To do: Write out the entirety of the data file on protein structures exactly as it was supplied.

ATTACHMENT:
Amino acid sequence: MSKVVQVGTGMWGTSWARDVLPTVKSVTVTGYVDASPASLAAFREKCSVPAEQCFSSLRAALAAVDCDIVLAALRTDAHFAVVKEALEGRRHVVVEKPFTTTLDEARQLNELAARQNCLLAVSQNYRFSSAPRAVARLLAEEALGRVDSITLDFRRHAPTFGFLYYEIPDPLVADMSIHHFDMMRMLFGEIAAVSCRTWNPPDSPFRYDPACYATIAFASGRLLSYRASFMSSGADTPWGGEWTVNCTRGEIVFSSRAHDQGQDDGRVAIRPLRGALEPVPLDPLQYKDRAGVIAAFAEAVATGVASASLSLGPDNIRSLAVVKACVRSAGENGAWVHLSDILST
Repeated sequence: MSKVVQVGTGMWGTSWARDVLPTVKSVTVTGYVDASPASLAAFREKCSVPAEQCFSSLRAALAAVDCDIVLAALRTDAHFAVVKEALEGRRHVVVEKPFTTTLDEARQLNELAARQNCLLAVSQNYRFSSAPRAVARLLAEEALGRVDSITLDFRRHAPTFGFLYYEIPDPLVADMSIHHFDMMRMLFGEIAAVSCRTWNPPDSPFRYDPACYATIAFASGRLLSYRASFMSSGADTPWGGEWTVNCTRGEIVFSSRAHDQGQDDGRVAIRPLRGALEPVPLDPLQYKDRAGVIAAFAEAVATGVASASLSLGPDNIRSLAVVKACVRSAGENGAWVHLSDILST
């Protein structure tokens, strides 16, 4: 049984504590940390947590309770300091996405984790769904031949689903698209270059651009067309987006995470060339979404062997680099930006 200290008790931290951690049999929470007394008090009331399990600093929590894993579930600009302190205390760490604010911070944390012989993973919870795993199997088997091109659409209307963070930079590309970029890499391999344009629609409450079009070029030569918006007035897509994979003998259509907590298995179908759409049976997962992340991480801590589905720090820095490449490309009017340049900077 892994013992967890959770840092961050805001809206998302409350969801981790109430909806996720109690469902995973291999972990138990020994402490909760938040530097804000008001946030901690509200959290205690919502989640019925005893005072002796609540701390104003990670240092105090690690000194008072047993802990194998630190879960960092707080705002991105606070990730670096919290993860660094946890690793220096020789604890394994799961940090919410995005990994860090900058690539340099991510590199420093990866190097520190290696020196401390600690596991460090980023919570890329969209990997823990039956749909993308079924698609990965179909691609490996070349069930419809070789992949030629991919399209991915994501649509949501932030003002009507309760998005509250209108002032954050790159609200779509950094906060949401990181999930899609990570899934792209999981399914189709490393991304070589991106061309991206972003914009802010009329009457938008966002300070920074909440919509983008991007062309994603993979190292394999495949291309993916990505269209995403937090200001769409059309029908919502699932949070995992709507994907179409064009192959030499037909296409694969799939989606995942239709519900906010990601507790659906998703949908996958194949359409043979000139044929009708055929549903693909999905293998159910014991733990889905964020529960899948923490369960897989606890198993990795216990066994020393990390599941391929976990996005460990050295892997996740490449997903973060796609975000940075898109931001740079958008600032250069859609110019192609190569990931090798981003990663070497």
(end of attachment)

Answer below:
Amino acid sequence: MSKVVQVGTGMWGTSWARDVLPTVKSVTVTGYVDASPASLAAFREKCSVPAEQCFSSLRAALAAVDCDIVLAALRTDAHFAVVKEALEGRRHVVVEKPFTTTLDEARQLNELAARQNCLLAVSQNYRFSSAPRAVARLLAEEALGRVDSITLDFRRHAPTFGFLYYEIPDPLVADMSIHHFDMMRMLFGEIAAVSCRTWNPPDSPFRYDPACYATIAFASGRLLSYRASFMSSGADTPWGGEWTVNCTRGEIVFSSRAHDQGQDDGRVAIRPLRGALEPVPLDPLQYKDRAGVIAAFAEAVATGVASASLSLGPDNIRSLAVVKACVRSAGENGAWVHLSDILST
Repeated sequence: MSKVVQVGTGMWGTSWARDVLPTVKSVTVTGYVDASPASLAAFREKCSVPAEQCFSSLRAALAAVDCDIVLAALRTDAHFAVVKEALEGRRHVVVEKPFTTTLDEARQLNELAARQNCLLAVSQNYRFSSAPRAVARLLAEEALGRVDSITLDFRRHAPTFGFLYYEIPDPLVADMSIHHFDMMRMLFGEIAAVSCRTWNPPDSPFRYDPACYATIAFASGRLLSYRASFMSSGADTPWGGEWTVNCTRGEIVFSSRAHDQGQDDGRVAIRPLRGALEPVPLDPLQYKDRAGVIAAFAEAVATGVASASLSLGPDNIRSLAVVKACVRSAGENGAWVHLSDILST
């Protein structure tokens, strides 16, 4: 049984504590940390947590309770300091996405984790769904031949689903698209270059651009067309987006995470060339979404062997680099930006 200290008790931290951690049999929470007394008090009331399990600093929590894993579930600009302190205390760490604010911070944390012989993973919870795993199997088997091109659409209307963070930079590309970029890499391999344009629609409450079009070029030569918006007035897509994979003998259509907590298995179908759409049976997962992340991480801590589905720090820095490449490309009017340049900077 892994013992967890959770840092961050805001809206998302409350969801981790109430909806996720109690469902995973291999972990138990020994402490909760938040530097804000008001946030901690509200959290205690919502989640019925005893005072002796609540701390104003990670240092105090690690000194008072047993802990194998630190879960960092707080705002991105606070990730670096919290993860660094946890690793220096020789604890394994799961940090919410995005990994860090900058690539340099991510590199420093990866190097520190290696020196401390600690596991460090980023919570890329969209990997823990039956749909993308079924698609990965179909691609490996070349069930419809070789992949030629991919399209991915994501649509949501932030003002009507309760998005509250209108002032954050790159609200779509950094906060949401990181999930899609990570899934792209999981399914189709490393991304070589991106061309991206972003914009802010009329009457938008966002300070920074909440919509983008991007062309994603993979190292394999495949291309993916990505269209995403937090200001769409059309029908919502699932949070995992709507994907179409064009192959030499037909296409694969799939989606995942239709519900906010990601507790659906998703949908996958194949359409043979000139044929009708055929549903693909999905293998159910014991733990889905964020529960899948923490369960897989606890198993990795216990066994020393990390599941391929976990996005460990050295892997996740490449997903973060796609975000940075898109931001740079958008600032250069859609110019192609190569990931090798981003990663070497």